It is the week of Thanksgiving here in the US, a time for thinking about and giving thanks. As such, I’ve been pondering this week what I am thankful for. I have also been thinking about where we’ve come as women in the tech industry ever since the election. The election results spurred a new uprising of sharing the pain points experienced by women and what we can do to get more women into tech.
While the numbers are discouraging (fewer women are entering computer science than in previous years) there has been progress. More than ever, people are stepping up to the challenge of encouraging women into the field – many by other women, and that we can be thankful for.
Here are my 5 Reasons to Give Thanks as Women in Tech
Women in Tech are being awarded. Grace Hopper and Margaret Hamilton were awarded the Presidential Medal of Freedom for computing advances. Margaret Hamilton led a team that created the onboard flight software for NASA’s Apollo command modules and lunar modules. Grace Hopper “was at the forefront of computers and programming development from the 1940s through the 1980s.” Her work “helped make coding languages more practical and accessible, and she created the first compiler, which translates source code from one language into another.” Source.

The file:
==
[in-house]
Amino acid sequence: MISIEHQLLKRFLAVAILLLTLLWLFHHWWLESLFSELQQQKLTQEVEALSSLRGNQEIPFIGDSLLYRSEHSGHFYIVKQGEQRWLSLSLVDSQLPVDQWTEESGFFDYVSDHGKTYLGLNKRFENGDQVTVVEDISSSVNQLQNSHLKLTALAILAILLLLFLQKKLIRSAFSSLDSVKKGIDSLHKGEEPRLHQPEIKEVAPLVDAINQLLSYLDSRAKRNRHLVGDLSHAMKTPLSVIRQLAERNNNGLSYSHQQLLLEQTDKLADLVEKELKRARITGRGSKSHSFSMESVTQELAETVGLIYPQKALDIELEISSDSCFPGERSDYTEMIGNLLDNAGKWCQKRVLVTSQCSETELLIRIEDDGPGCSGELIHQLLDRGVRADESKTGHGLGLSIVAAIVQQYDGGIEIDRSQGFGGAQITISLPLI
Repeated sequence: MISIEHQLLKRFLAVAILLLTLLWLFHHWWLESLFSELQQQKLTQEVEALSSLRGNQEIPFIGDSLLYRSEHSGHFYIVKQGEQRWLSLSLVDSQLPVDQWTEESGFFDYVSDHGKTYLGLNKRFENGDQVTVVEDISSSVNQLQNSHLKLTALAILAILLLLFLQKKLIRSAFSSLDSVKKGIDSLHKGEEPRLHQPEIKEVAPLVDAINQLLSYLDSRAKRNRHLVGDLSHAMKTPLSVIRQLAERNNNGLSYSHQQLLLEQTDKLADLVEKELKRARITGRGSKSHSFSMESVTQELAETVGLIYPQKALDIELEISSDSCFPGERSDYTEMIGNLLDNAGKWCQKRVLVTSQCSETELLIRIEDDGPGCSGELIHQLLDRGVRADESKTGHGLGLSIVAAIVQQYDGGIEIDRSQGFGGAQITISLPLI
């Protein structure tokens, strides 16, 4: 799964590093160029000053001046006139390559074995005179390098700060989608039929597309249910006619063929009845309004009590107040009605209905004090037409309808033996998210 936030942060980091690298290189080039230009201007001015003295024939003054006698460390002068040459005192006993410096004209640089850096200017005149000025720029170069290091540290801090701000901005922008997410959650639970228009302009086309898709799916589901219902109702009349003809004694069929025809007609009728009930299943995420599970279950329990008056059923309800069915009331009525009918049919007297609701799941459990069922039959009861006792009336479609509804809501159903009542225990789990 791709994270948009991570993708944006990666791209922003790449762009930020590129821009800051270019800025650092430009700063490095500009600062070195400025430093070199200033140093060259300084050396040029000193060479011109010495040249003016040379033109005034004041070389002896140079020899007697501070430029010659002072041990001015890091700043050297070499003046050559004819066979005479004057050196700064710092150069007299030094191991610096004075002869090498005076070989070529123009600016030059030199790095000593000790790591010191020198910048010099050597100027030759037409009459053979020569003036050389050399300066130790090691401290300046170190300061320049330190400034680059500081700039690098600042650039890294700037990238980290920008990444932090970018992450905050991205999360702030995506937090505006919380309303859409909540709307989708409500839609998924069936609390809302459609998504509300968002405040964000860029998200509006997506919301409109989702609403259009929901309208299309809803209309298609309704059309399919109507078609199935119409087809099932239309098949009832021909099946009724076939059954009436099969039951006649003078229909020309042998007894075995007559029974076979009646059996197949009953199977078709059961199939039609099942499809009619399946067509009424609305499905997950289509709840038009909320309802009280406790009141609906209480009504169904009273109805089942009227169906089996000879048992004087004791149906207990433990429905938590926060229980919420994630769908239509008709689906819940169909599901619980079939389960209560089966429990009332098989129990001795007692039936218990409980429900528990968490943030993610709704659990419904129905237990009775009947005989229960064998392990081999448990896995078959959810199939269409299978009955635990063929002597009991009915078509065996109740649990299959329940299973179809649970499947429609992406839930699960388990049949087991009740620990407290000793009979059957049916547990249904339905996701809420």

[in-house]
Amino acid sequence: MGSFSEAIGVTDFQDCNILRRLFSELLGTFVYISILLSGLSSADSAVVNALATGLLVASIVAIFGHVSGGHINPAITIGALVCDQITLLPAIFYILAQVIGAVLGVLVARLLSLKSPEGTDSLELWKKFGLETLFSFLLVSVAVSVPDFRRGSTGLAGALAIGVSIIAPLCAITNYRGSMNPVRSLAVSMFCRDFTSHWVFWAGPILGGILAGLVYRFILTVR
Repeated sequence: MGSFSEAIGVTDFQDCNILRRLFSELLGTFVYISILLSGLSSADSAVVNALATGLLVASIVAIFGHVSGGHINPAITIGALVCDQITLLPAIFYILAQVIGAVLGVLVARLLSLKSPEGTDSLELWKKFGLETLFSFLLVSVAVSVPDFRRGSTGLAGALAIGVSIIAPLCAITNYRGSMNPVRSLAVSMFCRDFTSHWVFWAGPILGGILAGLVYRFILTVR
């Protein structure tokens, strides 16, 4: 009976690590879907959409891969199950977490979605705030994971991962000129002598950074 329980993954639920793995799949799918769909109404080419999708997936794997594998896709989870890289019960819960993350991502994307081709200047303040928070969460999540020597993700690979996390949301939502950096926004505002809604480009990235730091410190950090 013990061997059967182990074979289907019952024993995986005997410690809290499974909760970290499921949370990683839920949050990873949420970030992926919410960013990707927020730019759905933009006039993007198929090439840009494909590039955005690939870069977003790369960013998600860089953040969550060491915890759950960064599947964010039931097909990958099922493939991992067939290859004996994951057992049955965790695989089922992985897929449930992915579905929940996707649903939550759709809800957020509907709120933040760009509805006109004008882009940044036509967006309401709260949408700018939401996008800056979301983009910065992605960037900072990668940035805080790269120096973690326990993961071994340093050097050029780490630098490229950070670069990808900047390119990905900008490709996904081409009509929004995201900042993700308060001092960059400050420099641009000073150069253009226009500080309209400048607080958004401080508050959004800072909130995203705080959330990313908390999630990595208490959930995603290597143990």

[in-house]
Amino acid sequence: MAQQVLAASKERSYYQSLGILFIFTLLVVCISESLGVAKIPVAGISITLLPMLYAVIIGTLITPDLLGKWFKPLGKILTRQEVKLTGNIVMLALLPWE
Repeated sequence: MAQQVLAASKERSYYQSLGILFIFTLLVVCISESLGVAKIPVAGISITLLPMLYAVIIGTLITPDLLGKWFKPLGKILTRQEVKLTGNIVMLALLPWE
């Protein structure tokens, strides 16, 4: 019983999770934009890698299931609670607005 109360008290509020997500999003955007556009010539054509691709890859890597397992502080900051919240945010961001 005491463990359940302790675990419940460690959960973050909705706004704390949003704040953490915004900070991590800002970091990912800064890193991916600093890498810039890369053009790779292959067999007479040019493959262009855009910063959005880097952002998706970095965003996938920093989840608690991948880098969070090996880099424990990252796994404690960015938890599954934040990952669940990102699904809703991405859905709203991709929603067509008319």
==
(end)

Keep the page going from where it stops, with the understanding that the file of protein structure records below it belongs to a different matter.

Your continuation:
There is an increasing number of supporting communities. Women are supporting each other more than ever in online communities like Tech Ladies, Women in Tech campaigns, and even Melinda Gates is stepping up to encourage participation in the industry. Let’s take this momentum into the workplace, career fairs, and our neighborhoods to encourage girls and women into the tech industry as the possibilities that lie within it are endless.
Women are re-writing the rules of tech. We see outside the traditional computing careers to add technology to our lives in an enriching way. One of these ways is inventing wearable technology like Women of Wearables and startups focused on tech-enhanced clothing for women.
While there is a long way to go, women are breaking into leadership positions. 20 years ago there were no women serving as CEOs of Fortune 500 companies but as of 2015, 26 women (%5.2) are serving in those roles. Also, “women held nearly 17 percent of positions on company boards…up from nearly 10 percent in 1995.” Women are even more likely to continue education after earning a bachelor’s degree. Unfortunately, while education does help earnings for women, it isn’t an effective tool against the wage gap.
Women in tech can be thankful for the challenges set in front of us. We can use these challenges as opportunities to break the mold, flip the industry on its head, and work in ways that work for us. Being a minority in the tech industry gives us the opportunity to set the standard for women-led teams, business, and design. We can prove how we are inclusive, yet powerful and that this field is ripe for other women interested in tech to join!
What are you thankful for during this season of gratitude? What makes you thankful for as a woman in tech? Please share your thoughts in the comments!